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An Undergraduate Hands-on Approach to Microfabrication Applied Learning Towards Developing a Silicon-based Microfluidic Pressure Sensor Array

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2020 ASEE Virtual Annual Conference Content Access


Virtual On line

Publication Date

June 22, 2020

Start Date

June 22, 2020

End Date

June 26, 2021

Conference Session

Mechanical Engineering Technical Session: Team/Project-based Pedagogy and Approaches

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Mechanical Engineering

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Alexander Bryan Bailey Alfred State College

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I currently am a senior undergraduate student studying Mechanical Engineering Technology at SUNY Alfred State. I was a self-taught, homeschooled student before entering college, and I have now been engaged as an intern for a local manufacturing automation company for the past two years (2018-2019). When not directly pursuing academic interests, my hands turn to building drones and experimental model aircraft.

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Trevor S. Michelson State University of New York, Alfred State


Reza Rashidi State University of New York, Alfred State Orcid 16x16

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Reza Rashidi is an Assistant Professor in Mechanical Engineering Technology and a faculty affiliate in Micro/Nano Fabrication Laboratory at State University of New York, Alfred State College. He received his Ph.D degree in Mechanical Engineering (MEMS development) from the University of British Columbia in 2010 and completed his Postdoctoral Fellowship in Development of Biomedical Sensing Devices in the Department of Electrical and Computer Engineering at the University of British Columbia in 2011. He also received a minor degree in Engineering Management and Entrepreneurship from the University of British Columbia in 2009. He has over 18 years of industrial experience. Before joining Alfred State, Dr. Rashidi was a Senior Engineer at Siemens, where he worked on research projects from 2011 to 2016. His expertise is in the development of micro/nano sensors and actuators in Biomedical Engineering and Energy applications. Dr. Rashidi was a recipient of several awards including the 2008 British Columbia Innovation award, administered by BC province, Canada. He has written over 30 research articles and is currently a reviewer of several journals and conferences worldwide.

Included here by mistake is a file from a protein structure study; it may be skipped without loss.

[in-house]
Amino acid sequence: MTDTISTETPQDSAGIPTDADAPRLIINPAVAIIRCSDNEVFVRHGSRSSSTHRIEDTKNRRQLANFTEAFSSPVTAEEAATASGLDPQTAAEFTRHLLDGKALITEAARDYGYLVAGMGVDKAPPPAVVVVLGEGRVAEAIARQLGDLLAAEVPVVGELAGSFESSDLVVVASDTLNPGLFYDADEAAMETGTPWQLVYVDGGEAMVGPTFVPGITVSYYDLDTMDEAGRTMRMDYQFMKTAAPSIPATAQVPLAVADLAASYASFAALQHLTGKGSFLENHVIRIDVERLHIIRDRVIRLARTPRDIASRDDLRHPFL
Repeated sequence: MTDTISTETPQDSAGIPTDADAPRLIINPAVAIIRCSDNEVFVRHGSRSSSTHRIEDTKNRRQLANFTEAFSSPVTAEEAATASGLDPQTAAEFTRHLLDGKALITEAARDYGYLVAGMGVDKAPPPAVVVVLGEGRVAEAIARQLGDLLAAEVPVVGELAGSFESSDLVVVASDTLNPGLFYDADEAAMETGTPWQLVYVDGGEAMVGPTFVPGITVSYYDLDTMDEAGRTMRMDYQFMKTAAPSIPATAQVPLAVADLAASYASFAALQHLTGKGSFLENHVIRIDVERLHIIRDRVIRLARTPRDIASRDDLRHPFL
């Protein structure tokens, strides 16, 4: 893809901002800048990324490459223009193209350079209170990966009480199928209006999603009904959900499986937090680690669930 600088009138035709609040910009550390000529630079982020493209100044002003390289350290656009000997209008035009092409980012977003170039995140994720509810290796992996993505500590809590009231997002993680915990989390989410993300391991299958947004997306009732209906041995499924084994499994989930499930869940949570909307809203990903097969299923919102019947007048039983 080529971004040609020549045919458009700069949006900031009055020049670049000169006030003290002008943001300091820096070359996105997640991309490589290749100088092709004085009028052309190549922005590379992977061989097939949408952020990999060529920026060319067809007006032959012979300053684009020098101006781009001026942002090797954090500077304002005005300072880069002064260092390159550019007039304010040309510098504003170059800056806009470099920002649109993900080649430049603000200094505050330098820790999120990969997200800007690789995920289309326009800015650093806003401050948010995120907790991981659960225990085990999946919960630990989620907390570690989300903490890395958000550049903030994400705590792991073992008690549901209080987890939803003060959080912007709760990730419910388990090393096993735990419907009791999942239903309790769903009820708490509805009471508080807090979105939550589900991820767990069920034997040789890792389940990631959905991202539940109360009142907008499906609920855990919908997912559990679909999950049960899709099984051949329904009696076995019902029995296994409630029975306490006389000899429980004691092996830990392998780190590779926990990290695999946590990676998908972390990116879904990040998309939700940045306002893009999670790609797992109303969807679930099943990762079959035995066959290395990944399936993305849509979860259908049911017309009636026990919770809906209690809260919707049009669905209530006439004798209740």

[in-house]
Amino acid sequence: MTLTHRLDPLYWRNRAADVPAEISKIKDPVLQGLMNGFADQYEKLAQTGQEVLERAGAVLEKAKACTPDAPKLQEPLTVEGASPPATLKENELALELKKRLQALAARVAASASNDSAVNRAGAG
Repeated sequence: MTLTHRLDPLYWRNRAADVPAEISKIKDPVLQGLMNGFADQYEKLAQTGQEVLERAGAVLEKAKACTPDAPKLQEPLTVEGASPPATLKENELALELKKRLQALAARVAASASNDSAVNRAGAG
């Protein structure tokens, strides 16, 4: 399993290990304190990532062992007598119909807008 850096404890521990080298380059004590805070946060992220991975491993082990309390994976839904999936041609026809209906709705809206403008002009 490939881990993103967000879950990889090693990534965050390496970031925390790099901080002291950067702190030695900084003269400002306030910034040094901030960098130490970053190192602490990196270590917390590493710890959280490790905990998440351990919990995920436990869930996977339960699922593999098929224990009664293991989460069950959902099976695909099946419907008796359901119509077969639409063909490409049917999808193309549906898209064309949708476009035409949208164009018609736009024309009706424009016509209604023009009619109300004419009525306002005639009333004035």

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This paper presents an accelerated applied learning approach for fabrication of a MEMS (MicroElectroMechanical Systems) 5x5 pressure sensor array by an undergraduate student. A potential application of this device would be in microfluidic lab-on-a-chip devices where pressure sensing is required at various locations of the microfluidic channels. The microfabrication processes required for producing such devices usually require essential knowledge in different areas of mechanical, electrical and chemical engineering, and these skills may not be possible to be achieved with traditional learning cycles. In addition, these emerging processes are usually taught to graduate students who have already mastered the fundamentals of engineering. In this research, the instructor of the course designed an accelerated approach to get the undergraduate student up to speed in this field in a short amount of time. The idea behind this research was to find the most efficient way of microfabrication learning within an academic semester rather than developing a device. The mechanical engineering undergraduate student received help from two resources. First, the instructor of the course, who helped the student in the device ideation, design, fabrication process flow, and other areas where needed. Second, the lab assistant, a senior student with hands-on microfabrication course experience who provided the undergraduate student with help in fabricating the device in the clean room. The undergraduate student compiled his experiences as a portion of discussion for the applied learning results. The effectiveness of the proposed teaching method was assessed by various resources, including undergraduate student assessment, lab assistant assessment considered as a peer review, and instructor self-evaluation. In addition, the results of the microfabrication was separately assessed and considered as the major assessment of teaching effectiveness. The device was evaluated for its reliability using an optical microscope and showed that the major design configurations were successfully fabricated. This hands-on approach was found to be an efficient accelerated learning cycle when an undergraduate student is required to gain knowledge in certain nontraditional areas.

Bailey, A. B., & Michelson, T. S., & Rashidi, R. (2020, June), An Undergraduate Hands-on Approach to Microfabrication Applied Learning Towards Developing a Silicon-based Microfluidic Pressure Sensor Array Paper presented at 2020 ASEE Virtual Annual Conference Content Access, Virtual On line . 10.18260/1-2--34143

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